6. Berlin Biennale

Reality Bites

2010:Dec // Ana Teixeira Pinto

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The 6th Berlin Biennale was my own little Barack Obama moment. The minute it was announced I dwelled in anticipation. It was all so promising. The theme – or shall we say what I understood the theme to be – was a political turn entailing a re-reading of modernism; the curator, Kathrin Rhomberg, whom I saw giving an impeccable rendition at an otherwise trivial frieze-fair talk, had been praised by many friends for her intellectual sharpness; even the venues seemed always eager to get out of the hostel horror years of mismanagement Mitte had turned into. Then reality kicked in, as it usually does, and I was left with the mismatch between my ideal show and the actual one.

Let’s start with the title, more befitting to a horror movie than to an art show. “What is Waiting Out There”, makes me imagine a little suburban house where the inhabitants gather for a family fest totally oblivious that there is a psychotic killer waiting for an ambush in the shrubs. Or an apt metaphor for the safety of the Schengen space besieged by famishing immigrant hordes. Either way it connotes fear and uneasiness usually conveyed in right-wing brochures. It also plays into the narrative of the inner and outer, be it under its political form of us and them, or under the false dichotomy between autonomous and engaged.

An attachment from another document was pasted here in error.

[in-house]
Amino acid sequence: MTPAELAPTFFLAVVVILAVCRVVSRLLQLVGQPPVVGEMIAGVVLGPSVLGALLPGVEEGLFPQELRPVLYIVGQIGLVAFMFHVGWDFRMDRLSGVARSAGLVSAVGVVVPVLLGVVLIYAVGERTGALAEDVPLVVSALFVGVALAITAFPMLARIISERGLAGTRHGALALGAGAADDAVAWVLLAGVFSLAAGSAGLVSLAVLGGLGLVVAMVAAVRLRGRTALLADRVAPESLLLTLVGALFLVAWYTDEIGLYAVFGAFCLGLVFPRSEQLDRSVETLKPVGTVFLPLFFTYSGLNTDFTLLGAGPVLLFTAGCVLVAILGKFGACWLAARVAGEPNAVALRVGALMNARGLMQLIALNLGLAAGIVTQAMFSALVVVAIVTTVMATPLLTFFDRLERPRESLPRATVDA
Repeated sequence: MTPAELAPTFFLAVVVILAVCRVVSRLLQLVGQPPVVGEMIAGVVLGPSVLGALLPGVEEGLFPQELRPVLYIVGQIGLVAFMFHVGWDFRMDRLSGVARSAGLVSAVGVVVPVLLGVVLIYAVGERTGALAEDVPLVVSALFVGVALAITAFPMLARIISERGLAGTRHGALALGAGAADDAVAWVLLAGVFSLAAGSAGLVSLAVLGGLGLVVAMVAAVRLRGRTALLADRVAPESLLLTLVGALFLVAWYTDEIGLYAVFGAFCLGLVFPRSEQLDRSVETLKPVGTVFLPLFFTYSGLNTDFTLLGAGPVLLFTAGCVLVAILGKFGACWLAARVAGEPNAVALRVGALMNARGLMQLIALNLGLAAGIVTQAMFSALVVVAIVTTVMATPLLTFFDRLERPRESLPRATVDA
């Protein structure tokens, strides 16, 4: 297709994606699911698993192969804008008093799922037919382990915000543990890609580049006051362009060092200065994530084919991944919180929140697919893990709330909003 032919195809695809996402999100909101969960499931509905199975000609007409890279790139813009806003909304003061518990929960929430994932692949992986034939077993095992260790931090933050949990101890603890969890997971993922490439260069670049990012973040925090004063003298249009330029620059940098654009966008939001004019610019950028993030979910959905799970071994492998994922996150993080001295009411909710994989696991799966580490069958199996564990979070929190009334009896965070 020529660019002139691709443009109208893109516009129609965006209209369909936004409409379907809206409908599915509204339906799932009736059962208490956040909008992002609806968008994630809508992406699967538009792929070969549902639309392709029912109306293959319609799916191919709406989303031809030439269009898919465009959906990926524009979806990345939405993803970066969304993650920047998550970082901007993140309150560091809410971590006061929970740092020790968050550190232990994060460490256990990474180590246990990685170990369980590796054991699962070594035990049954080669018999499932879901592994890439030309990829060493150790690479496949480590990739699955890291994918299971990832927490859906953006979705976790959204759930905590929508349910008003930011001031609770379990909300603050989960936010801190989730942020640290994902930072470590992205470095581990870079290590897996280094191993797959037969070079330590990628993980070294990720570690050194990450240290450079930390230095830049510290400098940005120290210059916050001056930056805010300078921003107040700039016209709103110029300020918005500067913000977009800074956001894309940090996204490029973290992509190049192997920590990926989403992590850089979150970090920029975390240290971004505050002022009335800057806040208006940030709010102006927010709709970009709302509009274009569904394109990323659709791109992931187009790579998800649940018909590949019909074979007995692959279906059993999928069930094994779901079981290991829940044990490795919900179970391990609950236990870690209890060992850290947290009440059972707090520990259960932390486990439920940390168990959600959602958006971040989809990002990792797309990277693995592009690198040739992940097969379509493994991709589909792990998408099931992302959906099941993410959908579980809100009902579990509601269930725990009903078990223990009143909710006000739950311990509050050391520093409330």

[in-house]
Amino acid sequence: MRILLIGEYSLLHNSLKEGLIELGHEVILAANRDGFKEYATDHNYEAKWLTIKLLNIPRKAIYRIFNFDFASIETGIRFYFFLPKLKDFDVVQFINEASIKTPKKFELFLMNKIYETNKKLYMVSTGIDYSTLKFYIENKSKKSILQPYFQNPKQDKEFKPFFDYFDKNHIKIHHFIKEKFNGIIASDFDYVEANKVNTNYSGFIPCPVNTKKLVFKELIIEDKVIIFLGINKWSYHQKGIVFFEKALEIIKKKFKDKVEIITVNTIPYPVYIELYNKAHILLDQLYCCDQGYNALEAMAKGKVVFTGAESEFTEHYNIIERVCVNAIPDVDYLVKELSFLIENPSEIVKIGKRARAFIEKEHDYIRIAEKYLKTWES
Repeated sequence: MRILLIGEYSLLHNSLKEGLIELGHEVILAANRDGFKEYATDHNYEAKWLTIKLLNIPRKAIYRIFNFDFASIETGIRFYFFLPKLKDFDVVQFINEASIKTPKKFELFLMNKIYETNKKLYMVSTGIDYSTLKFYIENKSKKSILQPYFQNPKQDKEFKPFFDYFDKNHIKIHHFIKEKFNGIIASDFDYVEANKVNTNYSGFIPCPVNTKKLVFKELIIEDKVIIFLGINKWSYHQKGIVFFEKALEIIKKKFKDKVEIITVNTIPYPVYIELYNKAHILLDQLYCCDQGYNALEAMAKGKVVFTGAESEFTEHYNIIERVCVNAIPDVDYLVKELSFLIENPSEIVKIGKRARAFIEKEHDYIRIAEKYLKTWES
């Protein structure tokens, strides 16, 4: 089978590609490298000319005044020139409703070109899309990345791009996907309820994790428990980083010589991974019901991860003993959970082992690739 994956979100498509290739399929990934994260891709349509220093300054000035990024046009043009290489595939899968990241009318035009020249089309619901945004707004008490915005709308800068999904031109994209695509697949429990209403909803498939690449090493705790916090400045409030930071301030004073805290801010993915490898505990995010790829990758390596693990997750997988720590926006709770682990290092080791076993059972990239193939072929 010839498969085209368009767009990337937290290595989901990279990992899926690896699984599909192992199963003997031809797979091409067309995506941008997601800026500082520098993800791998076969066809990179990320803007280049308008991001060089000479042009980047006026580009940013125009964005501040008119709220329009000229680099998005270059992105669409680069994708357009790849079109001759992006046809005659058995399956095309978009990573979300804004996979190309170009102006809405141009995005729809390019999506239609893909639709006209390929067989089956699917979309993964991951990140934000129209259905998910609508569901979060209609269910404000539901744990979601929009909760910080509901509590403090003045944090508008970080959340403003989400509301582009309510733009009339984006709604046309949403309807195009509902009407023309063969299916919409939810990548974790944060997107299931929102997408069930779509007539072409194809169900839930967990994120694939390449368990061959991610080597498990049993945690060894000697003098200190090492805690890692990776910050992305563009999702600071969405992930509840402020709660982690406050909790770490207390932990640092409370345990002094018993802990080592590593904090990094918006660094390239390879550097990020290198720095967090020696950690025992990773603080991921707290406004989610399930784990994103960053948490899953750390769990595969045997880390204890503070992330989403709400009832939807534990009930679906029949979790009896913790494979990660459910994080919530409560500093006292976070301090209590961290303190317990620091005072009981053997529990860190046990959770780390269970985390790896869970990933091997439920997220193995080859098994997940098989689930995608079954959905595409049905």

Then there is ‘reality’, that unfathomable term with a real-estate etymology (originally a legal term in the sense of „fixed property“ nom. Realitas) – the irony of the Kreuzberg anti-gentrification protests is not lost on us – buffering the political content of the show. Followed by a selection of works, which do not reflect upon ‘reality’ but rather reflect ‘reality’, that is, hold up a mirror to a given situation and (re)present it ‘for what it is’. Though not, formally speaking, Pop, the show has an inadvertent Popish feeling: Pop was the first artistic movement to make it its strategy to hold up a mirror to unmediated, in-your-face loud, ‘reality’. The artists’ sleight of hand was that such reification is also a form of deconstruction, for the stability of its object is complicated by too much scrutiny. Reification and deconstruction may be a dialectical pair. Yet the back and forth movement between both is not an upwards spiral: it’s a slippery slope. That’s why I find it difficult to relate to the overall ‘naked truth’ approach. To see someone’s rant on camera – held by an artist – doesn’t give me much insight about their situation, be it the Israeli military presence in Gaza or the harshness of immigrant life in a French suburb. ‘Reality’ is not the ‘real’, though the biennial seems to confuse both. Plus I suspect we could use a bit more historical materialism and a little less Lacan. Mark Boulos’s film “All that is Solid Melts into Air” (2008), for instance, polarizes two images: one depicting traders on Chicago Stock Exchange, the other guerrillas of the Movement for the Emancipation of the Niger Delta (MEND). Between both, that is between white-collar greed and black-hooded anger, the viewer is at a loss to construe his own position.